Moreover, in terms of the art world traditional Buddhist sculpture is a professional vocation, to which end craftsmen produce practical handicraft pieces. On the one hand this involves satisfying the demands of sponsors on the other the fact that so many artisans are the product of an apprenticeship system means they have a tendency to adhere to tradition. Although there is a strict set or rules when it comes to Buddha images and a model that does not allow for any departure from set customs, such works must still be accepted by believers, financial supporters or sponsors. In other words, traditional craftsmen have not been able to produce works based on their own desires and preferences. However, after “modern art” became popular greater emphasis was placed on pure creativity and artists with little or no interest in practicality gradually became the mainstream. This created new opportunities and possibilities in the practice of Buddhist sculpture. With innovation as their main focus modern sculptors and sculptor-craftsmen with traditional training, formed two diametrically opposed camps and effectively followed completely different approaches.

The infusion of modern art ideas resulted in a new expressive approach to contemporary Buddhist art in Taiwan. However, for Li Chen who uses such words as “new” and “modern” to describe his art, sculpting Buddha images clearly involves walking a fine line between tradition and innovation, because these traditions have existed for centuries, come with deep roots and are embraced by most Buddhist altars, temples and believers. As soon as an artist decides to take a more freely creative approach or moves in the direction of pure art, the question asked is whether “new” or “modern” Buddhist sculpture can meet the needs of the ceremonial forms of worship at Buddhist altars and temples, while retaining the support and acceptance of those in the higher echelons of the religion and the broader ranks of the faithful.

Ultimately, although the Buddhist sculpture artists identify with personally might represents a rare creative path and one that is richly artistic, without the universal acceptance and support of Buddhist circles, such work is destined to be consigned to the periphery of the religion or worse. As to whether Li Chen’s new Buddhist sculpture is able to find a middle way between these two paths that satisfies the aesthetic demands of contemporary art circles and is accepted by the religious world remains to be seen, though this is a direction worth pursuing. Despite this, the key issue is perhaps whether those within Buddhist circles are willing to embrace growth, dialogue and communication over aesthetic taste, artistic understanding and value, as well accepting greater flexibility in doctrinal and image interpretation, and thereby map out a new consensus.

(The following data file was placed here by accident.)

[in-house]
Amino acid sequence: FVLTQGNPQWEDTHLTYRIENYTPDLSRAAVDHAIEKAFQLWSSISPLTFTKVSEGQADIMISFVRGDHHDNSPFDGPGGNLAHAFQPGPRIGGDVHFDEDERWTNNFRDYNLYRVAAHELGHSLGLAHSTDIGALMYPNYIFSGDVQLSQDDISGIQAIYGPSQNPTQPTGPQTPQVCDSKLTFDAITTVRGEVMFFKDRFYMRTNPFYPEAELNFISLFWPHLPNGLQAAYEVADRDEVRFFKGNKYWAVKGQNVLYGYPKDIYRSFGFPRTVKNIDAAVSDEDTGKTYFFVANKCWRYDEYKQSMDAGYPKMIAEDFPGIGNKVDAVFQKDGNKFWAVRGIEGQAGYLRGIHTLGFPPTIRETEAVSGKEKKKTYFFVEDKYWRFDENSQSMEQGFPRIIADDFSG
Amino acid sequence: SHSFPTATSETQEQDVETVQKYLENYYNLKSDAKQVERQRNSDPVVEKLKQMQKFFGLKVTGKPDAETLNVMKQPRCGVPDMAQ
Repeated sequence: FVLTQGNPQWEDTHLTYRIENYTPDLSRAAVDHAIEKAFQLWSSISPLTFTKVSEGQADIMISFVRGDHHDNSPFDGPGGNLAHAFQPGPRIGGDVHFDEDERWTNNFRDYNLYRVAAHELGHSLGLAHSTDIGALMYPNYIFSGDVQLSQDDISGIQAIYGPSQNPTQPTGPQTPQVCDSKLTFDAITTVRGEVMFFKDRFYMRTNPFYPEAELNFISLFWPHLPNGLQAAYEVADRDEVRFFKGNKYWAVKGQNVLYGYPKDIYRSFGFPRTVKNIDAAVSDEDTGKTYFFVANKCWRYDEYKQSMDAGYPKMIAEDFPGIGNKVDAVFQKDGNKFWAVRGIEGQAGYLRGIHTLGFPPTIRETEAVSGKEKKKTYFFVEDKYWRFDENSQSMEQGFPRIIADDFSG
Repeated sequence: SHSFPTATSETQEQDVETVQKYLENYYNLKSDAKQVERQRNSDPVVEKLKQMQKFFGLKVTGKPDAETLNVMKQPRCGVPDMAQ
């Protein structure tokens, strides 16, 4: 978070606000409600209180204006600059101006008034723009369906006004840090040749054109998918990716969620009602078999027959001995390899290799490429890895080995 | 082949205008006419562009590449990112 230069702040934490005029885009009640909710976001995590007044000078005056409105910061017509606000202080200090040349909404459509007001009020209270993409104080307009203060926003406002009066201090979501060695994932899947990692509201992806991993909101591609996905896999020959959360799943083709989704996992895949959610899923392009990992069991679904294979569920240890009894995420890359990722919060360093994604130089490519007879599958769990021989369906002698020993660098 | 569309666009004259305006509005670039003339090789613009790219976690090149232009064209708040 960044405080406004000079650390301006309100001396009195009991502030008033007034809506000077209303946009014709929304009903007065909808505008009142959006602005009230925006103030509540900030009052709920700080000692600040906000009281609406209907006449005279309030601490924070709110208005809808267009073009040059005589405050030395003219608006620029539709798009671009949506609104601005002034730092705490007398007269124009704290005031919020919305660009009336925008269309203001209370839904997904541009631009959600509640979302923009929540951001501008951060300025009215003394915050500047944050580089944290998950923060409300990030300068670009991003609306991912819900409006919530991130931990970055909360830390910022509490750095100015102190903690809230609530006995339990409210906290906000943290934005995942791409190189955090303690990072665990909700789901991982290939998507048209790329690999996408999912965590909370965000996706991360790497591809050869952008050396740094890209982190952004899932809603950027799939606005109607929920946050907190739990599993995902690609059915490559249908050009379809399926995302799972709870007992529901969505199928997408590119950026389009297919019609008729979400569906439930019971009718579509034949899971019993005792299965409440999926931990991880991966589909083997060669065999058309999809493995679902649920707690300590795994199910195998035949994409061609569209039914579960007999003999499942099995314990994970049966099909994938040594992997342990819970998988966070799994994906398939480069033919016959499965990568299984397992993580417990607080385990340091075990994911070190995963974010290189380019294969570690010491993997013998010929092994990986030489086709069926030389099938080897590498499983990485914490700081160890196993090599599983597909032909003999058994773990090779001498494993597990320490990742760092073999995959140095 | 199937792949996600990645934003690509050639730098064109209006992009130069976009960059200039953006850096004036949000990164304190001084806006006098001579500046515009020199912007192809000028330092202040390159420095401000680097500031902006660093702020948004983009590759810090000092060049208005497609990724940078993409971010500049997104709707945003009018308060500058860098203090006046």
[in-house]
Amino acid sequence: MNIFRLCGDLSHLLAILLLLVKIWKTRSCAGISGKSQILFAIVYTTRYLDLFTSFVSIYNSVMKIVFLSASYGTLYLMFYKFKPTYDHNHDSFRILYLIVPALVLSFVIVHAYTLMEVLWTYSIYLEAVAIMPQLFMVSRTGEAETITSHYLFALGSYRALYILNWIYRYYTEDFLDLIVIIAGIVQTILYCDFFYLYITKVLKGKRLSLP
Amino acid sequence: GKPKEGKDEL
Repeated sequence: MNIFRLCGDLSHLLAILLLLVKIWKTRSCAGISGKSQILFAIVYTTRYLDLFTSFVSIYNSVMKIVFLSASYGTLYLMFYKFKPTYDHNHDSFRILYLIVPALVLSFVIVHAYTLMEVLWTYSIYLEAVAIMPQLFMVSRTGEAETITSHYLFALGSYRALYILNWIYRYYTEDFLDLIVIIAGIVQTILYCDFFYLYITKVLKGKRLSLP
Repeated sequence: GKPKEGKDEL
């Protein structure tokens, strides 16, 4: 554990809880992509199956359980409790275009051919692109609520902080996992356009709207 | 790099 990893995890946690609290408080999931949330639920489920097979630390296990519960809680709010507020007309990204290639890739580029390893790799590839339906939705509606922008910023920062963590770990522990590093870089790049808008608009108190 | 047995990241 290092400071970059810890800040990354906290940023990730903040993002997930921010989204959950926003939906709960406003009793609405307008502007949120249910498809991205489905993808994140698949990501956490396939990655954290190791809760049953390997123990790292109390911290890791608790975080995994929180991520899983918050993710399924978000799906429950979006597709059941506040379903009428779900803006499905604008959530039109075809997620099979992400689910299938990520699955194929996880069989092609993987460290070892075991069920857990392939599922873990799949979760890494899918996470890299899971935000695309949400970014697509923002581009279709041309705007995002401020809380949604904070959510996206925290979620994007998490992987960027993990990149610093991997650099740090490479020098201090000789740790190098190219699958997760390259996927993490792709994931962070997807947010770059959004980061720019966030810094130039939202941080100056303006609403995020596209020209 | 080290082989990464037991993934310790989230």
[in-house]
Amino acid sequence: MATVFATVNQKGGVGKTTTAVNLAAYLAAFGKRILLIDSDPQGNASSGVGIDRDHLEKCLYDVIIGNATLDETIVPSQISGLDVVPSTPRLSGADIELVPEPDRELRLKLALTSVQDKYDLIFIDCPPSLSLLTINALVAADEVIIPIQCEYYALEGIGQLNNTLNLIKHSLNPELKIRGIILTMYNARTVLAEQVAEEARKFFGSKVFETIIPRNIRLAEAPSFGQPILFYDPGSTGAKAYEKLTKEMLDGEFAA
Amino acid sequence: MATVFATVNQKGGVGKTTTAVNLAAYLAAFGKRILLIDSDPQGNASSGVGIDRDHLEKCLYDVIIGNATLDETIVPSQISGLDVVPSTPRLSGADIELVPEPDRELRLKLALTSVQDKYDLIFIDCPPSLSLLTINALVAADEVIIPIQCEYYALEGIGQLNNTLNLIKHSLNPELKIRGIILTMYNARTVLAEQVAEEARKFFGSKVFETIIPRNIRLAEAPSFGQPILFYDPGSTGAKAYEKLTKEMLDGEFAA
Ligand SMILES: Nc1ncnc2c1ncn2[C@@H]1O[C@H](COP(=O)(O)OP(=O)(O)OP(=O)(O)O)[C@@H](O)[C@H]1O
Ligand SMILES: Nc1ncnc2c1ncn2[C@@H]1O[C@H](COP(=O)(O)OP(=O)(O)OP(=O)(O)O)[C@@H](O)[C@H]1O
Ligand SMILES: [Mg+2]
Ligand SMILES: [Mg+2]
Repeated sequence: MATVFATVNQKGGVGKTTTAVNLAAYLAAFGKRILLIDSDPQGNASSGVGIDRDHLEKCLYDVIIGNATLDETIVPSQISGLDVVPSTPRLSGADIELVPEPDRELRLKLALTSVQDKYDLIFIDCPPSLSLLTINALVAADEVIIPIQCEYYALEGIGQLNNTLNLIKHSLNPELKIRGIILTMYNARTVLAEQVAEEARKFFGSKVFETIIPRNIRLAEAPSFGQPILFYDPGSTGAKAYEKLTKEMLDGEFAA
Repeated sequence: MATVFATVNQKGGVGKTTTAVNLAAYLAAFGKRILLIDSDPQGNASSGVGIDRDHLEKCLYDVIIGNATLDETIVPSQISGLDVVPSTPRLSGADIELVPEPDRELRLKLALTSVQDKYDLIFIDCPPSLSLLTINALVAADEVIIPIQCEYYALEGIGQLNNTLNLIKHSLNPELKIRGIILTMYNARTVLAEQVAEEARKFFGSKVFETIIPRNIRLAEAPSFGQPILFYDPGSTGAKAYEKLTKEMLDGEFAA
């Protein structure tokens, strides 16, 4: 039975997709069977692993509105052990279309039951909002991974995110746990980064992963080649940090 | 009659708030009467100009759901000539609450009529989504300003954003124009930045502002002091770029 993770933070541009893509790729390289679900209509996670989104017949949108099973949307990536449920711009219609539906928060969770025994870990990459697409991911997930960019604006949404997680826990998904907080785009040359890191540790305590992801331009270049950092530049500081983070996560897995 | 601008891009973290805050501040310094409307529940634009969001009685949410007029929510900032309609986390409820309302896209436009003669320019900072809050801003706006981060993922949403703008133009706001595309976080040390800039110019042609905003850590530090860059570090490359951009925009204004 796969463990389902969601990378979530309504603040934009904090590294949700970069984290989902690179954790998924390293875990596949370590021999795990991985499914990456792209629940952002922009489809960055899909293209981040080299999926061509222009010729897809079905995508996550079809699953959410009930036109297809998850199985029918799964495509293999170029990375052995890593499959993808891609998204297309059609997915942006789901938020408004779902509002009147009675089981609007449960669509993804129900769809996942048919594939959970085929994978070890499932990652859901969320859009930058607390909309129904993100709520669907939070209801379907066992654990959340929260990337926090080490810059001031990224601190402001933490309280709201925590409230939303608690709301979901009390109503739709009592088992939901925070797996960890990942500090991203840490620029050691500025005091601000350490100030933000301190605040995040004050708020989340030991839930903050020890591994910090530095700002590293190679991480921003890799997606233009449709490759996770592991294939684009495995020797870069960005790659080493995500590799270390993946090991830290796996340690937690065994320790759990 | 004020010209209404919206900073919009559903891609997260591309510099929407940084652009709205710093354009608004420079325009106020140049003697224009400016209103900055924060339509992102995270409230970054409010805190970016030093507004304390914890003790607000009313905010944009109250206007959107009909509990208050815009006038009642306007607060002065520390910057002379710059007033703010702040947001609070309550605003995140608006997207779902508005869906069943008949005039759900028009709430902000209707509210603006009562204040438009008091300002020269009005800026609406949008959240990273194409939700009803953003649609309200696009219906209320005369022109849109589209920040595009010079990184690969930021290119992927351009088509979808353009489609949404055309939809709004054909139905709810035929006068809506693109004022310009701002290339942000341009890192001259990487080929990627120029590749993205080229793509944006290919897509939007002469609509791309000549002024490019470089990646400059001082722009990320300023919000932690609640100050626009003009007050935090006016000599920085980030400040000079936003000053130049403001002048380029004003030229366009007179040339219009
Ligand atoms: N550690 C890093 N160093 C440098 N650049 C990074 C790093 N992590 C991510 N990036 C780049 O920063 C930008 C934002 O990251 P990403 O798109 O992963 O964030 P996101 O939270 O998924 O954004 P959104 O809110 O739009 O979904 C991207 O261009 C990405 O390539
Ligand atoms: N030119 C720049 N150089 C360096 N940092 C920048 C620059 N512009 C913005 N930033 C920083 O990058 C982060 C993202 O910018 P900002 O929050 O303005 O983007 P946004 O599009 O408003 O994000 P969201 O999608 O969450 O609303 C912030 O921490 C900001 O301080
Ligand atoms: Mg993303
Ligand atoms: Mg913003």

Other than being a member of the faithful and continuing to produce sculptures, Li Chen has also learned a great deal from traditional Buddhist art images and language, much of which inspires his non Buddhist sculptures. In 1999, Li completed Butterfly Kingdom, which was an extremely powerful and full work. This piece made use of a “Mahakala” type image which is most often seen in Tibetan Buddhism, but which the artist changed to fit his own needs. Although the Mahakala originally has three faces and six arms, Li Chen transformed it into a figure with a single face and 12 arms. At the same time, the originally fierce face of the Mahakala disappeared and the outline of the face was deliberately obfuscated, which reduced the proportions and made them less distinct. In this context, Li took the Mahakala, which was originally infused with male qualities, and deliberately depicted its body using the softness and curves of the female form. After this change in shape, the 12 arms no longer displayed Buddhist hand gestures or held religious utensils, but instead expressed a series of common hand signals used in every day life, designed to indicate amusement, anger, curses and the expression of good wishes. This transformed the sacred hand gestures of Buddhism into comical and satirical images that are even a little obscene. In addition, as the artist named this image Butterfly Kingdom it is clearly a direct allusion to Taiwan. The sight of 12 arms outstretched creates a shape that is reminiscent of a butterfly with its wings spread, an image that is bursting with the imaginative power of Li Chen. Given that Taiwan often refers to itself as the “Butterfly Kingdom” the artist’s deliberate effort to connect the images showcases a new focus that is rich in amusement and appeal. These new images are towering, round, full of qi and the energy of self confidence. The image with 12 hands each making a different gesture also represents the diversity of voices and ideas. Viewers can see that the most refined and crudest gestures exist side by side, a reflection of the complexity diversity, confusion, disputation and vitality of contemporary Taiwanese society. Li Chen’s Butterfly Kingdom is simple, rich, filled with towering human emotion, showcasing both childlike innocence and ironic mockery, making it one of his most moving and outstanding pieces.

Within the self assumed terms of “new” and “modern” Buddhist sculpture, Li Chen has mapped out a distinctive and successful path for his majestic Buddhist sculptures.